Time to deal with the elephant in the room, the subject matter is incredibly dark.   You would be excused for not having heard of Martha is Dead up until last week before the PlayStation censorship debacle hit the headlines (check out CrossCast 62 for our takes on censorship), but as they say all news is good news and you would imagine the publicity can only be a positive for LKA.  The game does indeed deal with a number of sensitive subjects, but these are clearly signposted before you get started with a content warning for themes including blood, dismemberment, disfigurement of human bodies, miscarriage, and self-harm.

These challenging themes are entwined effortlessly throughout the story and add to that feeling of unease.   At no point do you feel that anything was purely for impact or shock factor, they simply add to the mystery and tell the tale, which feels like a very personal tale from the development team.  Yes, these could be triggering for people familiar with the matters explored, but the warnings are present and, in my opinion, the warnings within the Xbox and PC versions of the game are sufficient. 

Having knowledge of the changes implemented within the PlayStation version, my concern is choosing to play the censored version will be less impactful and could damage the story in areas.  I will not list the changes made as it would be hard to do so without spoiling things, but they will now be widely available to research if you so wish.  I never felt like any of the gameplay elements were unfitting of the story (that may say more about me than the game), in isolation I can understand that these could have a shock factor, but you lack context in that situation.  Martha is Dead is in no way a gorefest, I would even struggle to call it a horror – it is simply a dark psychological thriller as portrayed by the developers.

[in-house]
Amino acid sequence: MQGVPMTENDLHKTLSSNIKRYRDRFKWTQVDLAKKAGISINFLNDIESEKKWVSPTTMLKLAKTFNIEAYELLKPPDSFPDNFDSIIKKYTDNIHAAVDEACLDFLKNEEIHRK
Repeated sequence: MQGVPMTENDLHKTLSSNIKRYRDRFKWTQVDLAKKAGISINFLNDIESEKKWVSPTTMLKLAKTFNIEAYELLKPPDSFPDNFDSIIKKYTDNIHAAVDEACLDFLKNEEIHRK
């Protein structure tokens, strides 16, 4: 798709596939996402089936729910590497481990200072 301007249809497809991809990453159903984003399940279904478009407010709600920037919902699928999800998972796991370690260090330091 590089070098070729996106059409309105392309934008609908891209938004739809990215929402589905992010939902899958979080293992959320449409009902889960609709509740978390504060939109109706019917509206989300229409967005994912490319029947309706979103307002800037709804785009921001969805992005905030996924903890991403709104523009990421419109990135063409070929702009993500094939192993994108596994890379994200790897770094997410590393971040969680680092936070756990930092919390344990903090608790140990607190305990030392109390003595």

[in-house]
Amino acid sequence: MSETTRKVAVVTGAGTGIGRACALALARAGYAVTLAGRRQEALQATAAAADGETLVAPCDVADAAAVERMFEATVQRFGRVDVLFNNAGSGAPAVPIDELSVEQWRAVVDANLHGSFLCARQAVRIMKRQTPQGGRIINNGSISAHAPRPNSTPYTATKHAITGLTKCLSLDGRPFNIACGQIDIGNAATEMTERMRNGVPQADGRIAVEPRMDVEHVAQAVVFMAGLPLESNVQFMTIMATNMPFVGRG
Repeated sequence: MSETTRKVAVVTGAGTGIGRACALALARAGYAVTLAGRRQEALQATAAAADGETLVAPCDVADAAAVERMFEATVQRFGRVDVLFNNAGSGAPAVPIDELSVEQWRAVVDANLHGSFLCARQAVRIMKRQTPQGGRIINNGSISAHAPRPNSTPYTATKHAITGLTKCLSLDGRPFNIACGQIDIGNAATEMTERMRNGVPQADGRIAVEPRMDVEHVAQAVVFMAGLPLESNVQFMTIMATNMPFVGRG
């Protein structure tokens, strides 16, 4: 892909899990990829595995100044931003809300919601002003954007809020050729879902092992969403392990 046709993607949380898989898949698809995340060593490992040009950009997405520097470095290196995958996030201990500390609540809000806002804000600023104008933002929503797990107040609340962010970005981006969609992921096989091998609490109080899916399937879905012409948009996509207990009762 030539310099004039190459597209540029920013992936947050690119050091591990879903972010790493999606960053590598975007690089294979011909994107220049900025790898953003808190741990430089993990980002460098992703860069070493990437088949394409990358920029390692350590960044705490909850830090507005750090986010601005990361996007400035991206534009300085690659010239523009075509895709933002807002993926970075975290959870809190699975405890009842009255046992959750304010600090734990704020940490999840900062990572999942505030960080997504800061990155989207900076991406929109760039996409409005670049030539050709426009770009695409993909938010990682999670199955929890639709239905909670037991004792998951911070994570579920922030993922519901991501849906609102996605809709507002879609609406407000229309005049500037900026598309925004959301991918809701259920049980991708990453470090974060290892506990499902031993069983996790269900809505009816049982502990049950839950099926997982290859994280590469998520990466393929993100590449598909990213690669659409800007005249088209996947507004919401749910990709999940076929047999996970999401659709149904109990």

Luca Dalco has stated that if someone described Martha is Dead as “just another game” it would “hurt so much!”. I agree, it is much more than that – It is a beautiful game that tells a dark powerful story on so many levels that will have you questioning your understanding of it right up until the end and beyond.  Martha might be dead, but this tale will live on in your mind long after the credits roll.

Rating: 4 out of 5.

Reviewed on Xbox Series X, available now on Xbox One, Xbox Series S|X, PlayStation 4, PlayStation 5 and PC.